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bugle1

[byoo-guh l] /ˈbyu gəl/
noun
1.
a brass wind instrument resembling a cornet and sometimes having keys or valves, used typically for sounding military signals.
verb (used without object), bugled, bugling.
2.
to sound a bugle.
3.
(of bull elks) to utter a rutting call.
verb (used with object), bugled, bugling.
4.
to call by or with a bugle:
to bugle reveille.
Origin
1250-1300
1250-1300; Middle English bugle (horn) instrument made of an ox horn < Anglo-French, Old French < Latin būculus bullock, young ox, equivalent to bū- variant stem of bōs ox + -culus -cle1
Related forms
bugler, noun
Dictionary.com Unabridged
Based on the Random House Dictionary, © Random House, Inc. 2014.
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Examples from the web for bugler
  • Long taps tribute to highlight bugler scarcity at funerals.
  • Taps will be played by a bugler, if available, or by electronic recording.
British Dictionary definitions for bugler

bugle1

/ˈbjuːɡəl/
noun
1.
(music) a brass instrument similar to the cornet but usually without valves: used for military fanfares, signal calls, etc
verb
2.
(intransitive) to play or sound (on) a bugle
Derived Forms
bugler, noun
Word Origin
C14: short for bugle horn ox horn (musical instrument), from Old French bugle, from Latin būculus young bullock, from bōs ox

bugle2

/ˈbjuːɡəl/
noun
1.
any of several Eurasian plants of the genus Ajuga, esp A. reptans, having small blue or white flowers: family Lamiaceae (labiates) Also called bugleweed See also ground pine
Word Origin
C13: from Late Latin bugula, of uncertain origin

bugle3

/ˈbjuːɡəl/
noun
1.
a tubular glass or plastic bead sewn onto clothes for decoration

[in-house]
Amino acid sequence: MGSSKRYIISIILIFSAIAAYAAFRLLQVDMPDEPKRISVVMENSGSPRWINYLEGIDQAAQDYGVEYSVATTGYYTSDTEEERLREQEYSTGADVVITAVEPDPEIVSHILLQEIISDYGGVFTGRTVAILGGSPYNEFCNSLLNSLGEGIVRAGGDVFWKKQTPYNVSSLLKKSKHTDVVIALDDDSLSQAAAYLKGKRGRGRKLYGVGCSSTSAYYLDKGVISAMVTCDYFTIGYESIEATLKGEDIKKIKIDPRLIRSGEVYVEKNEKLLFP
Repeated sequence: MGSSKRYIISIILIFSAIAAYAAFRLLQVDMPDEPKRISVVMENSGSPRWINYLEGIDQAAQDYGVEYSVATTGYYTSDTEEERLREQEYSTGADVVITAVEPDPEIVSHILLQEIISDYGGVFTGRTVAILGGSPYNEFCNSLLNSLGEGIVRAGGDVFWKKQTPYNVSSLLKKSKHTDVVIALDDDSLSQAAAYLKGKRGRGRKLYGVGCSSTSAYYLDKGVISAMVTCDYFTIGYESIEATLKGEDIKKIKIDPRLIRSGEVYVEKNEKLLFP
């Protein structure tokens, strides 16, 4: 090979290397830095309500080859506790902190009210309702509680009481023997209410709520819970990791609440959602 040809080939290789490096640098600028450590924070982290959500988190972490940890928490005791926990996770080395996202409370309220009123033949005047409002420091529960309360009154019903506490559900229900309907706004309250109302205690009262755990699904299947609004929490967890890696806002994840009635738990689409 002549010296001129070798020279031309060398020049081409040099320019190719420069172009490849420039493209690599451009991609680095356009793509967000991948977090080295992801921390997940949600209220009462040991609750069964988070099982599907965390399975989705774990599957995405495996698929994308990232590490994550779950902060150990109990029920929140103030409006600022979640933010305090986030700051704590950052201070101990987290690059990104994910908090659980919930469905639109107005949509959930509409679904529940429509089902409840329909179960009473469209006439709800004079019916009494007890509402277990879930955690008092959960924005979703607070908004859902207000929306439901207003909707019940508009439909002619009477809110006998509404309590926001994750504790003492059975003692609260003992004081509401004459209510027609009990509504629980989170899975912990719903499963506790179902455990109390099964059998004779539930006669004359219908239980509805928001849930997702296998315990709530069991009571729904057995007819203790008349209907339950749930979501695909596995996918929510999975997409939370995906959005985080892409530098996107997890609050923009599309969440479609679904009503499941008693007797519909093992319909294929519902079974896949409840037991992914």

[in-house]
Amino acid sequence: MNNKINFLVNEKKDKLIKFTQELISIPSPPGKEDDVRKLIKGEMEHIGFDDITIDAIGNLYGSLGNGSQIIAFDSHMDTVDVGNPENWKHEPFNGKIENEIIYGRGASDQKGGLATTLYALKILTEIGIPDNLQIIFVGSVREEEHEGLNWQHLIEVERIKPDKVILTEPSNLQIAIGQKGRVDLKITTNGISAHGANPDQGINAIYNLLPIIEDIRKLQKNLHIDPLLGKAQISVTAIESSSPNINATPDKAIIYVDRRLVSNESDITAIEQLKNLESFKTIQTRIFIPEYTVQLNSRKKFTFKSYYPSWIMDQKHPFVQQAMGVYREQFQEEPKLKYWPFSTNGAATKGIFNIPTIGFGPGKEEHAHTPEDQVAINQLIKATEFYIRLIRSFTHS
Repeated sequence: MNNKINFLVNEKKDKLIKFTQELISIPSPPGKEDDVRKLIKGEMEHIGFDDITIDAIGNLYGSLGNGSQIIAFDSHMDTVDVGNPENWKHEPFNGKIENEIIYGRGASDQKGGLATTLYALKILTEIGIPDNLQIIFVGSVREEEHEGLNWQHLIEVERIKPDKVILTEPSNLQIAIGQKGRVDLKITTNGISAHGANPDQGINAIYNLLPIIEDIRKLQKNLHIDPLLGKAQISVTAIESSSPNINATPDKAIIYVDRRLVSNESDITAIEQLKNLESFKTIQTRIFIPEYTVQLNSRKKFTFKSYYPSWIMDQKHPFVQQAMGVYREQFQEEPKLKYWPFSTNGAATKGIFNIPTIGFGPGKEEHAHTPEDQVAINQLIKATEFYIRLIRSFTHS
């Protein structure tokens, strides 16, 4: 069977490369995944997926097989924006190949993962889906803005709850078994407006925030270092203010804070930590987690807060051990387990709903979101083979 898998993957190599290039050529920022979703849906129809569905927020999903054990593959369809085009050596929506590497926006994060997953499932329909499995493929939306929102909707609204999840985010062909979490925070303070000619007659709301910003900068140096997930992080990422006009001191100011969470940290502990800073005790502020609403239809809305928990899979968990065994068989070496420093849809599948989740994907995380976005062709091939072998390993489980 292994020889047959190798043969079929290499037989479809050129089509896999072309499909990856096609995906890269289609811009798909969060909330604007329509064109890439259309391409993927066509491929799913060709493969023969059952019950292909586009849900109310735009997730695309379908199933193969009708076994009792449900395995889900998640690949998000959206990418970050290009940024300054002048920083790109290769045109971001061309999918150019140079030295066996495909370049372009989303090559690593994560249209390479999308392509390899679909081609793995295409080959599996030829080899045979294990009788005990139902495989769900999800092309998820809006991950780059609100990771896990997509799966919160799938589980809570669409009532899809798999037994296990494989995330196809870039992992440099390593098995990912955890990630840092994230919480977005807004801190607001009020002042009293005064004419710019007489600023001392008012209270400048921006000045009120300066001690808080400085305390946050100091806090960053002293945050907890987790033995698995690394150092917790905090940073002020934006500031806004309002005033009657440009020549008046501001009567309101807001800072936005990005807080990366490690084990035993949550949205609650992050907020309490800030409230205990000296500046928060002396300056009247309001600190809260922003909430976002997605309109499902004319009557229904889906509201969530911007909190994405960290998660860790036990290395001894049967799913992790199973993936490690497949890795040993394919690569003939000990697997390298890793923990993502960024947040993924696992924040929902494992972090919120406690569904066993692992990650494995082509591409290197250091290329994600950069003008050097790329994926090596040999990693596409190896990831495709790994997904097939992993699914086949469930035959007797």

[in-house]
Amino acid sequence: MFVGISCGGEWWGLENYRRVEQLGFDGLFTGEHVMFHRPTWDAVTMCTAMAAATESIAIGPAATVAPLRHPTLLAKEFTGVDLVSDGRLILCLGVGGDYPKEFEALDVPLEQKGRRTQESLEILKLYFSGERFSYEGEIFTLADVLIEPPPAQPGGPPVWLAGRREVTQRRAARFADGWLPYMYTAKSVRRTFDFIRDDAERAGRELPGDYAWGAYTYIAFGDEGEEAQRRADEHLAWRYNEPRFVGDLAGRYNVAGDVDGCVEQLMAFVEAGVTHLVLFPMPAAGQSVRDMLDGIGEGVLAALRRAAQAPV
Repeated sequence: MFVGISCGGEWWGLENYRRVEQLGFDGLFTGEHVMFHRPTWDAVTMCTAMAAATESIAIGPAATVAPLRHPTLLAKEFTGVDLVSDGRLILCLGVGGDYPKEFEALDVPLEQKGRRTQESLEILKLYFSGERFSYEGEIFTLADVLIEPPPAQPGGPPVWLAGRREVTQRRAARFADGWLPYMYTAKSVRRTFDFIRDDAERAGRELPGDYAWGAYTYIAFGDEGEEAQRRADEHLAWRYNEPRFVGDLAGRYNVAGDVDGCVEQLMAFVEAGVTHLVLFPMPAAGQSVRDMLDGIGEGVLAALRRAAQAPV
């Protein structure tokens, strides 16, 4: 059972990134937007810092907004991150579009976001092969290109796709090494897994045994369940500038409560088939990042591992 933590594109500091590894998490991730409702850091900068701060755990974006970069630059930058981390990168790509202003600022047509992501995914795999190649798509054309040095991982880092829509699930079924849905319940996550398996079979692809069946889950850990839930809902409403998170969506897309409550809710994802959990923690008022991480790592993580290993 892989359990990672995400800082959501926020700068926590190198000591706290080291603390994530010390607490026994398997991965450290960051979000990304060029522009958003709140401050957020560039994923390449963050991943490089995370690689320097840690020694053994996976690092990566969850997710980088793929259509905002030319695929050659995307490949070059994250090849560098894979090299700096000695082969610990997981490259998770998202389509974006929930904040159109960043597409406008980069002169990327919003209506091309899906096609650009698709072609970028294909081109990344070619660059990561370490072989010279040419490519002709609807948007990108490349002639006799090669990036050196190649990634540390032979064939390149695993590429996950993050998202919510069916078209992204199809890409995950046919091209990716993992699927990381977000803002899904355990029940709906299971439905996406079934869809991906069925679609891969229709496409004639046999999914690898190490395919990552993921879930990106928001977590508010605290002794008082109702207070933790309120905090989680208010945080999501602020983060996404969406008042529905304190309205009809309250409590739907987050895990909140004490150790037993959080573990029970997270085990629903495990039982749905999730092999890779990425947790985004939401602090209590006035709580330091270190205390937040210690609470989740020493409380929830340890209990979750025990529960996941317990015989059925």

Word Origin
C16: of unknown origin
Collins English Dictionary - Complete & Unabridged 2012 Digital Edition
© William Collins Sons & Co. Ltd. 1979, 1986 © HarperCollins
Publishers 1998, 2000, 2003, 2005, 2006, 2007, 2009, 2012
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Word Origin and History for bugler
n.

1793; see bugle (n.). Bugle-boy attested from 1817.

bugle

n.

mid-14c., abbreviation of buglehorn "musical horn, hunting horn" (c.1300), from Old French bugle "(musical) horn," also "wild ox, buffalo," from Latin buculus "heifer, young ox," diminutive of bos "ox, cow" (see cow (n.)). Middle English also had the word in the "buffalo" sense and it survived in dialect with meaning "young bull." Modern French bugle is a 19c. borrowing from English.

v.

1852, from bugle (n.). Related: Bugled; bugling (1847). Also cf. bugler.

Online Etymology Dictionary, © 2010 Douglas Harper
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Slang definitions & phrases for bugler

bugle

noun

The nose; beak, schnozz (1865+)


The Dictionary of American Slang, Fourth Edition by Barbara Ann Kipfer, PhD. and Robert L. Chapman, Ph.D.
Copyright (C) 2007 by HarperCollins Publishers.
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9
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